The story of South Sudan - A conversation with David Mayom

South Sudan, 15 August 2011

I spotted David Mayom in the third row of the conference hall. Even from a distance he radiated energy. He was tall and rangy, as are so many from the Dinka tribe, and he wore a languid, easy smile. Later, he was introduced as Commissioner for Awerial County from the state’s southern reaches. The presentation he gave of the challenges facing his people was compelling; his words spoken with a rare conviction and humility.

By chance, we met afterwards over coffee, and he shared his story in a soft voice. ‘In 1987, Colonel Garang ordered our people to send their children to school in Ethiopia.’ At the time, Garang was head of the Sudan People’s Liberation Army, and involved in peace negotiations with the ruling coalition in Khartoum just as clashes with the north were intensifying.

‘We could not refuse, and as a Chief my father wanted to set an example by sending his eldest son. My brother refused and ran away and I haven’t seen him since. I told the army that I would go instead, so that my father would not be punished. I was fifteen years old.’

David’s homeland is nearly a thousand kilometres from Ethiopia, separated by dense bush, vast swamps, and at the time, extremely violent militia groups. I asked him how he travelled.

‘We walked.’ he said simply. ‘There were thousands of us, some as young as 8 or 9. Many got sick, some died. We slept in the bush and ate whatever the villagers would give us. Most of the time though they had nothing, so we lived on handfuls of dried sorghum.’ The hardship he and so many others had endured was difficult to comprehend.

In 1989, Colonel Omar Bashir staged a coup in Khartoum, imposing military rule over Sudan. The informal cease-fire with Garang’s army was broken soon after with brutal attacks on southern strongholds.

A year later, David was sent from Ethiopia to the front line. It was clear that he was too young at the time to fully grasp the horrors he was about to face, nor comprehend the political tumult into which he was being swept. In 1991 the southern army splintered into warring factions, with groups forming and then betraying alliances in a chaotic spiral of violence that tore the region apart.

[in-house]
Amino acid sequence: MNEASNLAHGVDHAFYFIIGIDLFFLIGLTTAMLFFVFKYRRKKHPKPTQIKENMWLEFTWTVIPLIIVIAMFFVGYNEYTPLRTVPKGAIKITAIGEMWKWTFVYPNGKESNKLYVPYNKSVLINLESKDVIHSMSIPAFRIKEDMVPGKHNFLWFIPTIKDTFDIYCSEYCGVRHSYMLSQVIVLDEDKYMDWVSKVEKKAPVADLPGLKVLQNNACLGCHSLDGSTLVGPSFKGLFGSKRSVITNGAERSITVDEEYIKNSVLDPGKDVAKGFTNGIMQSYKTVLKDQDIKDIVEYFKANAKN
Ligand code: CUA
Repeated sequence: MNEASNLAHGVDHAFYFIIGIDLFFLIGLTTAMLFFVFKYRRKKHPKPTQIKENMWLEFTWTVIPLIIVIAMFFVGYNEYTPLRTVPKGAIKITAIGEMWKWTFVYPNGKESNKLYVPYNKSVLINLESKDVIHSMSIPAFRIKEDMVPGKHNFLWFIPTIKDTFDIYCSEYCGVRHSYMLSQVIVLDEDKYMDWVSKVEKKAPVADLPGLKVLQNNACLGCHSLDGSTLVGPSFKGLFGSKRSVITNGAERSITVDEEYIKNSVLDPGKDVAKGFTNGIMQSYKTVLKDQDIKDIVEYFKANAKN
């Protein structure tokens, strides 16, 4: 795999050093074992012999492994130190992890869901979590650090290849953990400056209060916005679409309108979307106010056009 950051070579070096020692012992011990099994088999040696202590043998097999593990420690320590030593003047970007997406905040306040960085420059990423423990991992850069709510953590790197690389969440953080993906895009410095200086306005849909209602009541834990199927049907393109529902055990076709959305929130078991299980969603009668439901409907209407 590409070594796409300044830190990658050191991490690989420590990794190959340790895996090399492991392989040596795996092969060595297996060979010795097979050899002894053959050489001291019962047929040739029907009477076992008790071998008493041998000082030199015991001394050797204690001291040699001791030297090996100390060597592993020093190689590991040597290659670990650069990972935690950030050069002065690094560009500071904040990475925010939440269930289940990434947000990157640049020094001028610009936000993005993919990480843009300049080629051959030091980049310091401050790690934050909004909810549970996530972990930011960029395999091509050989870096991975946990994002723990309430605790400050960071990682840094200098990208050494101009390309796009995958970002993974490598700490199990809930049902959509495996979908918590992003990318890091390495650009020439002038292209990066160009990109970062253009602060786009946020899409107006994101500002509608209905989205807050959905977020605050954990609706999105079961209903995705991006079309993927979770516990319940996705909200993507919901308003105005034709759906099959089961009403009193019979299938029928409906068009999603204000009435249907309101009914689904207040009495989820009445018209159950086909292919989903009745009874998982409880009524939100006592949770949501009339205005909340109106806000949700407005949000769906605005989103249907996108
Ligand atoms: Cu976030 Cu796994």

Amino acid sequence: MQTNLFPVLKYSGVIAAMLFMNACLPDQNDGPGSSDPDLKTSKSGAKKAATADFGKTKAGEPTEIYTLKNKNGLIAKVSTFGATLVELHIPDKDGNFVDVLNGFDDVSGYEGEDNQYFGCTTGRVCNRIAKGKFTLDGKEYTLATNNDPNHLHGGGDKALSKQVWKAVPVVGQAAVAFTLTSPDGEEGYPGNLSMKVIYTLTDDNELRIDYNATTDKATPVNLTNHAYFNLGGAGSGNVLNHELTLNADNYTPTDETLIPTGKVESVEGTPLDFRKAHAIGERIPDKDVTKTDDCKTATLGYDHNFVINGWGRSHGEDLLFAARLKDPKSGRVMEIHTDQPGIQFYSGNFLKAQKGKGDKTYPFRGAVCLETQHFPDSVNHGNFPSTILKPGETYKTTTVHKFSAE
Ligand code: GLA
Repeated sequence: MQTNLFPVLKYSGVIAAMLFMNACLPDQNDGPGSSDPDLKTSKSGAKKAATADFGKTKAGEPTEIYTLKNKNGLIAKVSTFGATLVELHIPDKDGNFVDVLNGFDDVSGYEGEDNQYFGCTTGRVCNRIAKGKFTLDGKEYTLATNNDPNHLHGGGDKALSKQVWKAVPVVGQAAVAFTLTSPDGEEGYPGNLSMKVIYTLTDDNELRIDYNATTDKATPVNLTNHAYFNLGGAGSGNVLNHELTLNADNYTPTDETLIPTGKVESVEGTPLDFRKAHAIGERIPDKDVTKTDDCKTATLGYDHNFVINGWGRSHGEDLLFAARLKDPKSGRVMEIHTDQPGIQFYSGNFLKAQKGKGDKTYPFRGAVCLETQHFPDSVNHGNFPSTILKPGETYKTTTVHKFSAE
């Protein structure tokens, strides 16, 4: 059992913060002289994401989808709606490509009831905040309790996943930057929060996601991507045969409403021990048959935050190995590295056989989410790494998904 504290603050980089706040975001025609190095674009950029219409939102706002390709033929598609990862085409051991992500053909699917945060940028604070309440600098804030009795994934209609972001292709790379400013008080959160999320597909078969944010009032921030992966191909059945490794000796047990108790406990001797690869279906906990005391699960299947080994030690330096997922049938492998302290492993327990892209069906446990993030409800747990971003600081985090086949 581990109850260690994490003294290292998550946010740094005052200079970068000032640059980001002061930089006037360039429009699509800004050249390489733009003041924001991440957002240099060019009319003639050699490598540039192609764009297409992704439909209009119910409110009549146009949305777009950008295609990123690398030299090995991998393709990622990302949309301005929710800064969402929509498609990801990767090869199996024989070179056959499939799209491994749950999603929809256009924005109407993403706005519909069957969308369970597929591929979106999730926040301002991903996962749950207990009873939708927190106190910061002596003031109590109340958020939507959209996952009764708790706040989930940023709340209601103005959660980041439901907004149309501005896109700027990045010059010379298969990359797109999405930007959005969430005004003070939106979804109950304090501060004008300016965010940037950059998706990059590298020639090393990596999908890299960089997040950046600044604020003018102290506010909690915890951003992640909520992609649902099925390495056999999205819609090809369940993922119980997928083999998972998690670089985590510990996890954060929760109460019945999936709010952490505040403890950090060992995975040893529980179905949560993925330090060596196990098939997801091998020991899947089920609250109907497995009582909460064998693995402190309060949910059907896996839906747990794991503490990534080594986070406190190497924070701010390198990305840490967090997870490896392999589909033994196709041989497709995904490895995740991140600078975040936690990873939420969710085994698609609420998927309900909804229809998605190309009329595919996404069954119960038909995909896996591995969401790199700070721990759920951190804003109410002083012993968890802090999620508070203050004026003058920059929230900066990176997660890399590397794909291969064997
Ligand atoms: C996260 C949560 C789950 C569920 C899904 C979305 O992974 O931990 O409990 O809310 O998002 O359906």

For the next five years, throughout the height of the war, he lived as a bush fighter in Garang’s army, fighting for, as he told me, ‘the hope of freedom from the north’. His reality however was a maelstrom of civilian massacres, cattle raiding, and village burning that killed hundreds of thousands and displaced millions.

His war, and nearly his life, was ended by a savage artillery burst that left him badly injured. ‘I was saved by an NGO from Lokichokio (a Kenyan border town serving as base for humanitarian operations at the time), then sent to Uganda.’ There he was taken in by a refugee camp run by the United Nations.

His injury was in all likelihood his salvation, for at the time the war continued to worsen as neighbouring Ethiopia, Eritrea and Uganda became involved, sending weapons and troops to bolster the south.

David lived in the camp for five years, as his wounds slowly healed. In the meantime, and with the North suffering increasing losses, a succession of peace deals were brokered, the first in 1997 among rebel groups, followed by the 2000 Libyan-Egyptian Joint Initiative paving the way for further agreements in 2003 and 2004. From these emerged the 2005 Comprehensive Peace Agreement, which charted the course to independance just three months ago.

In 2002 David returned to Awerial, 15 years after he had left as a young boy. ‘It was so dangerous for us to travel at that time, but I had to go back home. My parents didn’t know if I was alive or dead’. After 8 years volunteering with an international charity, the state governor appointed him commissioner of his county. An extraordinary journey.

‘It has been a terrible struggle.’ He said, and then he looked at me. ‘But you have to understand that my story is not so unusual. So many of us lived like this, for so many years. My story is the story of South Sudan.’

Hamish Wilson